The ongoing rain has not stopped a crowd from gathering at the ELC. Among them is the accused, Abd Al Rahim Hussayn Muhammad Al-Nashiri—with whom the court wishes to speak about his right to be present during pre-trial hearings such as this. Such was the outcome of yesterday’s hearing: no further proceedings until Judge Pohl establishes that, in fact, Al-Nashiri voluntarily and knowingly chooses to absent himself.
The court begins that conversation with the accused, who, speaking through a translator, affirms that he understands the presence right. Does he also understand related issues—like his corollary ability to waive, and the potential consequences of a waiver? Yes, though Al-Nashiri mentions that his appearance today was solely a consequence of the court’s order. Seeking clarification, he asks: why did the court do that? A written waiver, which Al-Nashiri could have signed in his cell, should have been enough. When the court explains his rationale, Al-Nashiri emphasizes his reason for not wanting to attend—perhaps, he suggests, he might wish to avoid the court because he has been threatened. Defense attorney Richard Kammen chimes in, and urges the court to hear what the accused has to say.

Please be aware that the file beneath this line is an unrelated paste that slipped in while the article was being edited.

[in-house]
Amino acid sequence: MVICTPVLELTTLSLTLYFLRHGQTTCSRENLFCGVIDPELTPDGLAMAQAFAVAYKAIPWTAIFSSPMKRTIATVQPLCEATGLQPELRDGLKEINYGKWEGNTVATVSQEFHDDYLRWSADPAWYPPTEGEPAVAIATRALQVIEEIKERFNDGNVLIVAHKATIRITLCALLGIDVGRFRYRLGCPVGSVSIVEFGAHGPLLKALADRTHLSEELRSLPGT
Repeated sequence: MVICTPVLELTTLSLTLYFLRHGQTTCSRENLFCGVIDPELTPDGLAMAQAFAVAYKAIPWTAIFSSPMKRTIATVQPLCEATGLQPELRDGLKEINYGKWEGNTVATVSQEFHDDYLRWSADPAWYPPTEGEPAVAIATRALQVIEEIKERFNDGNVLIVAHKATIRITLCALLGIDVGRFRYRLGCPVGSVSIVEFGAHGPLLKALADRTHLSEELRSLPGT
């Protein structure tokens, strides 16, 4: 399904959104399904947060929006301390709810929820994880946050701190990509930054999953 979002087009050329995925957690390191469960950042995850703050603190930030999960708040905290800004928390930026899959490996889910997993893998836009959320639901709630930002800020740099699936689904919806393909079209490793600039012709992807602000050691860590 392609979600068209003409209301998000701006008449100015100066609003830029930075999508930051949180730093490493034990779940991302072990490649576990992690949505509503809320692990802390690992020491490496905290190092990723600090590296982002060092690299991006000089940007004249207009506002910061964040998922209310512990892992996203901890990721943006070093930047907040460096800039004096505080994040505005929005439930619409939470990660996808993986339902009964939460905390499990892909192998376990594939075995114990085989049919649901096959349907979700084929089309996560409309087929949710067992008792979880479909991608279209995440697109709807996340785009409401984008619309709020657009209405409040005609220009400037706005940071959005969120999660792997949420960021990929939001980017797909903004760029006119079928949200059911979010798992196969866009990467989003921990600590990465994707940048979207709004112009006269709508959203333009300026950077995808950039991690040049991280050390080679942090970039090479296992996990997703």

It is beside the point, in the court’s view, as the lone issue is informed waiver. But Judge Pohl nevertheless recognizes Al-Nashiri, who stands and says: I have been at Guantanamo for the last ten years. This is my case, and I have a right to defend myself. But if you order the guards to bring me here, and seat me in an uncomfortable chair, then I will not attend. Ditto the vehicle that transports me from the detention center to the ELC—it too is uncomfortable, and should be replaced. Then there are heightened detention center security measures: these are excessive and unjustified.
Al-Nashiri also mentions that he cannot say aloud anything which the government finds distasteful. Mistreatment by camp guards, he says, led Al-Nashiri to skip the last two commission sessions. At the center of this is the accused’s longstanding complaint about belly chains. Camp guards continue to employ them, despite Al-Nashiri’s bad back. Chaining me has nothing to do with security, he says. The court interrupts: your counsel can challenge conditions of your confinement at a later time. In response, Al-Nashiri says he plans to attend court sessions in the future, but that he will protest mistreatment or poor confinement conditions by absenting himself, as needed.
Guess what? Both the government and the defense object, again, to the colloquy thus far. Prosecutor Anthony Mattivi still perceives voluntariness issues; Richard Kammen renews his request to defer presence matters until doctors can examine Al-Nashiri. The court bats both men away, and proceeds to the motions docket.